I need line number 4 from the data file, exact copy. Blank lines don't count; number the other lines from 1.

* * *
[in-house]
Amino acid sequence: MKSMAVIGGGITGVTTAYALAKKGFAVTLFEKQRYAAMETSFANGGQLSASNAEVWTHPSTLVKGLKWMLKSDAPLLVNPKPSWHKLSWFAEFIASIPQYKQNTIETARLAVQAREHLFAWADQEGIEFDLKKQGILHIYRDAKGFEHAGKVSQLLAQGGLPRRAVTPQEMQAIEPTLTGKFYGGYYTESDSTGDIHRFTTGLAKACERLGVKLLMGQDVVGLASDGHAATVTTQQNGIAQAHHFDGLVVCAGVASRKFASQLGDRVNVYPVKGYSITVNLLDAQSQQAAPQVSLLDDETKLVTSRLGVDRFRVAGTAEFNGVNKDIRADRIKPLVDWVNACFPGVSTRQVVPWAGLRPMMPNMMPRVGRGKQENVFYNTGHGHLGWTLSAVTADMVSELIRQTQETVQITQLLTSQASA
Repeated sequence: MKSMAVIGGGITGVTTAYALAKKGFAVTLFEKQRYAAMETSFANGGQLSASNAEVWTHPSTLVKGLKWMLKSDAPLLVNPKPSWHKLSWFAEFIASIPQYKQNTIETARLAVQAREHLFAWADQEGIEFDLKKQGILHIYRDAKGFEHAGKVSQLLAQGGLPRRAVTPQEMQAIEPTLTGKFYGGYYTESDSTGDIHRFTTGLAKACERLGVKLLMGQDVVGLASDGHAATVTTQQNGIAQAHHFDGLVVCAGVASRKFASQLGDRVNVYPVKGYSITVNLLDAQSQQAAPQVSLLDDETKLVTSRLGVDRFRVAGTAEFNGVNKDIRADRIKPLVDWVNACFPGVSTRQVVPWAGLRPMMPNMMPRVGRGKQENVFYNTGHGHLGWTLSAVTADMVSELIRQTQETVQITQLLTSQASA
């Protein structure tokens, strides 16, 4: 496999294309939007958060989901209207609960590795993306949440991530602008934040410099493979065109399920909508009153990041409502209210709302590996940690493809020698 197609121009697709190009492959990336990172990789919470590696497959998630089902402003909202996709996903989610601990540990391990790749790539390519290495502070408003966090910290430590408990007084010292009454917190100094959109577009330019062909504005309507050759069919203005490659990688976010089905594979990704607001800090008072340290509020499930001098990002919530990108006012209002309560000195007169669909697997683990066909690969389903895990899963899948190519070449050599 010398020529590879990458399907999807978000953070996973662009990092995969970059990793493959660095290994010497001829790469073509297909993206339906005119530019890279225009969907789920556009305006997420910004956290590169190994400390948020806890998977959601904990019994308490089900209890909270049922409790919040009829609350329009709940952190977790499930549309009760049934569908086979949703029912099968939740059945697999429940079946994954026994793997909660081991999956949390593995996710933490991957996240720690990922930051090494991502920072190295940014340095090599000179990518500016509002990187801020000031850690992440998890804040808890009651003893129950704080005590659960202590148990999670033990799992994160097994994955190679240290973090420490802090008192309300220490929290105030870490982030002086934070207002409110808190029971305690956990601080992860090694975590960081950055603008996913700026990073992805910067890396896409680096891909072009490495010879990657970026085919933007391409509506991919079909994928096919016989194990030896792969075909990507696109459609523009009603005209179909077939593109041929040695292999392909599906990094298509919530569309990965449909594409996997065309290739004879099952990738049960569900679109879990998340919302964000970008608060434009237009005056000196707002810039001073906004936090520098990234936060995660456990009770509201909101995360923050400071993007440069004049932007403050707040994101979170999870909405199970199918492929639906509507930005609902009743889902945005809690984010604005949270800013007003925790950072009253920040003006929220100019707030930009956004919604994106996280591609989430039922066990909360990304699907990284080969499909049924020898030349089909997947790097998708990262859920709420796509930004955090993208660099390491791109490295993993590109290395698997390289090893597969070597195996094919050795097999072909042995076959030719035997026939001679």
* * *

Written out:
């Protein structure tokens, strides 16, 4: 496999294309939007958060989901209207609960590795993306949440991530602008934040410099493979065109399920909508009153990041409502209210709302590996940690493809020698 197609121009697709190009492959990336990172990789919470590696497959998630089902402003909202996709996903989610601990540990391990790749790539390519290495502070408003966090910290430590408990007084010292009454917190100094959109577009330019062909504005309507050759069919203005490659990688976010089905594979990704607001800090008072340290509020499930001098990002919530990108006012209002309560000195007169669909697997683990066909690969389903895990899963899948190519070449050599 010398020529590879990458399907999807978000953070996973662009990092995969970059990793493959660095290994010497001829790469073509297909993206339906005119530019890279225009969907789920556009305006997420910004956290590169190994400390948020806890998977959601904990019994308490089900209890909270049922409790919040009829609350329009709940952190977790499930549309009760049934569908086979949703029912099968939740059945697999429940079946994954026994793997909660081991999956949390593995996710933490991957996240720690990922930051090494991502920072190295940014340095090599000179990518500016509002990187801020000031850690992440998890804040808890009651003893129950704080005590659960202590148990999670033990799992994160097994994955190679240290973090420490802090008192309300220490929290105030870490982030002086934070207002409110808190029971305690956990601080992860090694975590960081950055603008996913700026990073992805910067890396896409680096891909072009490495010879990657970026085919933007391409509506991919079909994928096919016989194990030896792969075909990507696109459609523009009603005209179909077939593109041929040695292999392909599906990094298509919530569309990965449909594409996997065309290739004879099952990738049960569900679109879990998340919302964000970008608060434009237009005056000196707002810039001073906004936090520098990234936060995660456990009770509201909101995360923050400071993007440069004049932007403050707040994101979170999870909405199970199918492929639906509507930005609902009743889902945005809690984010604005949270800013007003925790950072009253920040003006929220100019707030930009956004919604994106996280591609989430039922066990909360990304699907990284080969499909049924020898030349089909997947790097998708990262859920709420796509930004955090993208660099390491791109490295993993590109290395698997390289090893597969070597195996094919050795097999072909042995076959030719035997026939001679």